Applied to the facts of the case now before us, the plaintiff received remedial benefits on account of the accident for an undisclosed period immediately following its occurrence and might have secured further benefits at the time of his operation had he seasonably applied for an extension of the benefit period. Under the plaintiff's view, the expense of all medical services furnished between the date of the accident and the final diagnosis two years later should have been the obligation of the employee and not recoverable from the employer. "It would be an extraordinary interpretation which would so narrowly construe a law, which it is universally conceded ought to be liberally construed, as to deprive" an employee of some of its benefits. Courage v. Carleton, 96 N. H. 348, 349.
The cases relied upon by the plaintiff arose under a statute which did not provide for an extension of the period for remedial benefits and are distinguishable on that ground.
The plaintiff also relied at the trial upon a claim of estoppel as against the insurance carrier in order to recover the amount of the bills for medical and hospital expenses incurred by him at the time of his operation for removal of the disc and spinal fusion. Both the plaintiff and the insurance carrier's agent testified, in contradiction of each other, about the conversations between them. *530 This testimony concerned promises and assurances concerning payment of the bills claimed by the plaintiff to have been made by the agent. The Court in its findings recites the plaintiff's claim of an agreement and the agent's denial of it and in conclusion "finds no such agreement was made and rules no estoppel exists." The plaintiff takes this language as a ruling that "no estoppel existed, because no such agreement was made," and excepts to the ruling as not supported by the law. It is plain to us on the entire finding of the Court on this question that the word "agreement" was used by the Court in reference to the promises and assurances concerning which the plaintiff had testified. On the conflicting testimony, the Court found, on sufficient evidence, that no such promises or assurances were made by the agent and therefore there was no estoppel. The law was properly applied so far as the record indicates and the plaintiff's exception is without merit.
The remaining question before us involves the Court's denial of the plaintiff's claim for compensation for partial disability. The findings indicate that at the time of the accident, the plaintiff's average weekly pay was $40, that when he entered the hospital over two years later it was $46, that when he returned to work after the operation it was $50 and at the time of hearing it was $52. The Court further found in effect that while the plaintiff had a limitation of motion in his back which would prevent him from following the occupation he was learning at the time of the accident, he had not suffered any partial disability and there was "no evidence from which it can be found that his earning capacity has been impaired." From the fact that the plaintiff had a limitation of motion in his back, it does not follow that he is entitled to compensation for partial disability but the Court's further finding that evidence of impairment of earning capacity is completely lacking is so inconsistent with the finding of limitation of motion that it is evident that the law was not correctly applied.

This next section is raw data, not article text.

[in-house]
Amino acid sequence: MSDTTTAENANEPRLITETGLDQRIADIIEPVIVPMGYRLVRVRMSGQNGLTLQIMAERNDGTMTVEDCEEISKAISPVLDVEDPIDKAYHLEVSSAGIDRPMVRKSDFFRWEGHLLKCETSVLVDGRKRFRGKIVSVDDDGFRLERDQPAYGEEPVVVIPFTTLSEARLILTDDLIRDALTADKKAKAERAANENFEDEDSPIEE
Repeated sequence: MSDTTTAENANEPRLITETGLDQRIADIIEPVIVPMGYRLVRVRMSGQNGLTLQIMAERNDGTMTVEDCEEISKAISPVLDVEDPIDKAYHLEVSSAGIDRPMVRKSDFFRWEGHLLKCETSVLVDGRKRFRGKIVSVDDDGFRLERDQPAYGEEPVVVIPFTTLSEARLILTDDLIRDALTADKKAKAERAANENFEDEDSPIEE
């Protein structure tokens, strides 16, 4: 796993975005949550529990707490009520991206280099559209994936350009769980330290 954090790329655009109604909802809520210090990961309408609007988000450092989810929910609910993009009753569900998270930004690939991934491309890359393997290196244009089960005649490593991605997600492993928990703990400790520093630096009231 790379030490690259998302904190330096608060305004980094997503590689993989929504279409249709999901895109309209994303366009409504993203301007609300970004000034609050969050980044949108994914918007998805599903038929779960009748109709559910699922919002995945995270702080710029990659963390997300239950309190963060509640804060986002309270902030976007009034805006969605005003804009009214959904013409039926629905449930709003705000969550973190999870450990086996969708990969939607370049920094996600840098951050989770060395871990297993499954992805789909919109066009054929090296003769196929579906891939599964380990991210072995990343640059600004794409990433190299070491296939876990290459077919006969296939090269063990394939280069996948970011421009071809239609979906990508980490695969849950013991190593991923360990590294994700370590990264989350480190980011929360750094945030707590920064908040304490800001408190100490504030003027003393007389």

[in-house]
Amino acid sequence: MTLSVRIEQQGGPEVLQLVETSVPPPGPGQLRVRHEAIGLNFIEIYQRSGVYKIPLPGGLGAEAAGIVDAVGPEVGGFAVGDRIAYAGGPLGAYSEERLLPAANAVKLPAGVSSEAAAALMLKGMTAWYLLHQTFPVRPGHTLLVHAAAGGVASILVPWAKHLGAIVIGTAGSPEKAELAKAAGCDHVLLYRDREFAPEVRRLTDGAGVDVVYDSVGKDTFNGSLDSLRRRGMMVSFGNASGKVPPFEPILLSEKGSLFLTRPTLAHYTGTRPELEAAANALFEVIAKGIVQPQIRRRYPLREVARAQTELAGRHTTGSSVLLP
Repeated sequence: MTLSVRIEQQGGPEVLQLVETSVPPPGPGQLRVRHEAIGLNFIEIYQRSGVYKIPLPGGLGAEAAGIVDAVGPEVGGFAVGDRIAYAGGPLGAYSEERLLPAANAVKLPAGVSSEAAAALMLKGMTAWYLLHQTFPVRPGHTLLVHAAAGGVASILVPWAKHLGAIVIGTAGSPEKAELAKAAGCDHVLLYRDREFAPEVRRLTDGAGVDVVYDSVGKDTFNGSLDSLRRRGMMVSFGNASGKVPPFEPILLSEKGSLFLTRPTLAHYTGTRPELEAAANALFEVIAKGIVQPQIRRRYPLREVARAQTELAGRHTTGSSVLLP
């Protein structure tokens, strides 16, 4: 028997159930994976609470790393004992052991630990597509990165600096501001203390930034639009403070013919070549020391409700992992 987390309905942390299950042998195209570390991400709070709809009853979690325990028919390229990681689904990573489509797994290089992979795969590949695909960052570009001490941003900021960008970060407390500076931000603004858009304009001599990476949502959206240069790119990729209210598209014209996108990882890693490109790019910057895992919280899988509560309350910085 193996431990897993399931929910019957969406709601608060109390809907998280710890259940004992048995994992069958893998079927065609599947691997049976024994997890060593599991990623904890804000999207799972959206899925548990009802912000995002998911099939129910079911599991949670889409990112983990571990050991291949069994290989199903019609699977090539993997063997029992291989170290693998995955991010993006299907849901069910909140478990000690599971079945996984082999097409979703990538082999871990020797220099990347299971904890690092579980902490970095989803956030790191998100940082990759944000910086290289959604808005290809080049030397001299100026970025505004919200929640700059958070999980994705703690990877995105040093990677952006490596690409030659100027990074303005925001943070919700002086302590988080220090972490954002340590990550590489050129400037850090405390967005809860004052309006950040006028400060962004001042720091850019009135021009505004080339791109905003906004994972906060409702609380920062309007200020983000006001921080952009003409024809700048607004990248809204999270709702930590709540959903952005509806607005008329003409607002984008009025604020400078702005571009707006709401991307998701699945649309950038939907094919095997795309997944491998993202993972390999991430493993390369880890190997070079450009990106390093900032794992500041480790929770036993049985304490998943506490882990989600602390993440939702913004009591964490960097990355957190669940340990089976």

It is well settled that compensation is awarded in accordance with the extent of loss of earning capacity. Freeman v. Pacific Mills, 84 N. H. 383, 385. Partial disability is determined on the basis of whether there has been an impairment of earning capacity by reason of the injury. It is not what he actually earns after the accident but his ability to earn after the accident that should be considered in measuring the value of an employee's then working capacity and thereby determining whether it has or has not been *531 lessened. Laws 1947, c. 266, s. 23. Bolduc v. Company, 97 N. H. 360, 368; Gagne v. Company, 87 N. H. 163, 166. "Actual wages earned after injury are but one of the evidentiary facts to be considered with such others as may be material in arriving at the operative fact of loss of earning capacity." Peak v. Company, 87 N. H. 350, 352. When an injured employee returns to work at the same or larger wage, it does not follow as a matter of law that he is entitled to no compensation. Carignan v. Company, 95 N. H. 333, 336.
There was evidence that but for the accident, the plaintiff would have been earning considerably more on his old job than he actually was earning on the new job, that the latter was not a normal or permanent position but one which was being kept open for him "until this thing is settled," that he has a limitation of movement in his back and that he can never do work involving heavy lifting or extreme stretching or bending over. The Trial Court was not required to accept these facts as true but "a determination of earning capacity requires the weighing of conflicting testimony, and, within the limits established by the statute, the exercise of judicial discretion." Peak v. Company, 87 N. H. 350, 353. In view of the ruling that there is no evidence of impairment of earning capacity it is apparent that the Court did not exercise this discretion in reaching his decision that the plaintiff was not entitled to any compensation for partial disability. The finding in that respect must be set aside.
In view of the decision in Carbonneau v. Company, 97 N. H. 438, it is unnecessary to consider the plaintiff's exception to the ruling of the Court concerning the statutory authority of the Commissioner of Labor in extending the period for remedial benefits.
There must be a new trial on the claim for partial disability. In all other respects, the plaintiff's exceptions are overruled and the award is sustained.